Sable Falls, Michigan

I’ve visited Sable Falls three times in the past five years, and it always seems to surprise me. The pictures of Sable Falls can never do it justice. I think it might have to do with the fact that it has multiple drops that lead to a sort of optical illusion.  Each drop is rather large but it definitely doesn’t look like that!

The very short hike to the waterfall seems to have changed since my first visit in 2005, though maybe I just don’t remember it that well. During my first visit, I seem to remember that you could walk up very close to the falls without any difficulty. In 2008, many stairs had been built and viewpoints had been installed. At the end of the viewpoint at the base, it now is “blocked” off from leaving the approved trail, though I can tell that people still do find a way.

While there are many waterfalls in the Pictured Rocks National Lakeshore, Sable Falls is essentially off by its lonely self. On the western side of the park (near Munising), there are a multitude of falls within a 10 or 15 mile radius. Sable Falls is really the only major fall in its general vicinity. If you’re in the area, check out Grand Marais and the Grand Sable Dunes, as you won’t find many other waterfalls in the area.


  1. From M-28, head north on M-77 until you enter the village of Grand Marais.
  2. At the intersection of M-77 and County Road H-58, turn left and head west on H-58.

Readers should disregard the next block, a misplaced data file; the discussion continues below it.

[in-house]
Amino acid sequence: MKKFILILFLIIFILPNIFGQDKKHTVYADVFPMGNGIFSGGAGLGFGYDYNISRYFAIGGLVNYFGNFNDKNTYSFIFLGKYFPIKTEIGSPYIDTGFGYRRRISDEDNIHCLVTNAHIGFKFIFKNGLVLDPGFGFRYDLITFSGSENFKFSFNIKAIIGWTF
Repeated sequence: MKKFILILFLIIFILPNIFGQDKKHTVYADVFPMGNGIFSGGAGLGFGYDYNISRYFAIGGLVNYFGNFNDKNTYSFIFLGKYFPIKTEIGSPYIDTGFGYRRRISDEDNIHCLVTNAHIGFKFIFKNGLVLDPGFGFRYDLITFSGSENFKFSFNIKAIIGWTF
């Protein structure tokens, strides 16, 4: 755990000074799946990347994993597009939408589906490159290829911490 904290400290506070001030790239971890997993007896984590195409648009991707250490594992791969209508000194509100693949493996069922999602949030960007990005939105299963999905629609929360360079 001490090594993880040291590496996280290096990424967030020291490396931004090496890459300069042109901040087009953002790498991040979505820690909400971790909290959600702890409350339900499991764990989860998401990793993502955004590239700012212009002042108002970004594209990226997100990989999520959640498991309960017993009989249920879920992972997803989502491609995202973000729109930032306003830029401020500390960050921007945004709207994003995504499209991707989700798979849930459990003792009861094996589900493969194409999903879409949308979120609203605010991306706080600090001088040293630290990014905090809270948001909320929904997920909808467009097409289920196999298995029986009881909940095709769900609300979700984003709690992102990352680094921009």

3. After just 2 miles or so, you’ll come to the parking area for Sable Falls, which is clearly marked. If you drive a short distance further, you’ll come to the East Visitor’s Center.
  4. At the Sable Falls parking area, follow the signs to the falls.

Accessibility: 9/10 (easy, there are stairs)
Height: 25′
Length of Hike: 0.5 miles round-trip

Sable Falls in May 2008

Where in the World is Sable Falls?

Laughing Whitefish Falls, Michigan

The uppermost portion of Laughing Whitefish Falls in July 2008

Laughing Whitefish Falls is one of the taller waterfalls in the Upper Peninsula of Michigan. I’m a really bad judge of heights, but from other sources, it is about 100′ tall. That would definitely put it as the first or second tallest in the state. There are two parts to the falls, an initial, but short, vertical drop, followed by the much longer slide down. If this waterfall were in Pennsylvania or New York, it would have been surely called Buttermilk Falls, since this is one of the few waterfalls in the Upper Peninsula to have that “consistency.” Here in the Upper Peninsula, though, we have the interestingly named Laughing Whitefish Falls.

While not as widely known as Bond Falls or Tahquamenon Falls, it is still an impressive falls…impressive enough that it has its own scenic site set aside by the state. The hike to the falls is very enjoyable, though the drive down the dirt road to the parking area is pretty insane. I can’t recall many other dirt roads that have been more covered in potholes and deep grooves. I was actually concerned for my car. It’s a short way, though. Just go very slow!

After hiking to the falls, you will notice you are standing at the crest of the falls. You can take the numerous stairs down to the base of the falls, though the viewing platform could prevent you from further exploring the falls. Some people were slipping through the platform to get a better view.


  1. From Munising, drive west on M-94 for a considerable way.
  2. Turn north onto Dorsey Road and drive 2.8 miles to the end of the road, which will be the parking area for Laughing Whitefish Falls.
  3. After parking, head down the relatively flat trail to the falls.

Accessibility: 8/10 (to crest), 7/10 (down the stairs)
Height: 100′
Length of Hike: 1 mile round-trip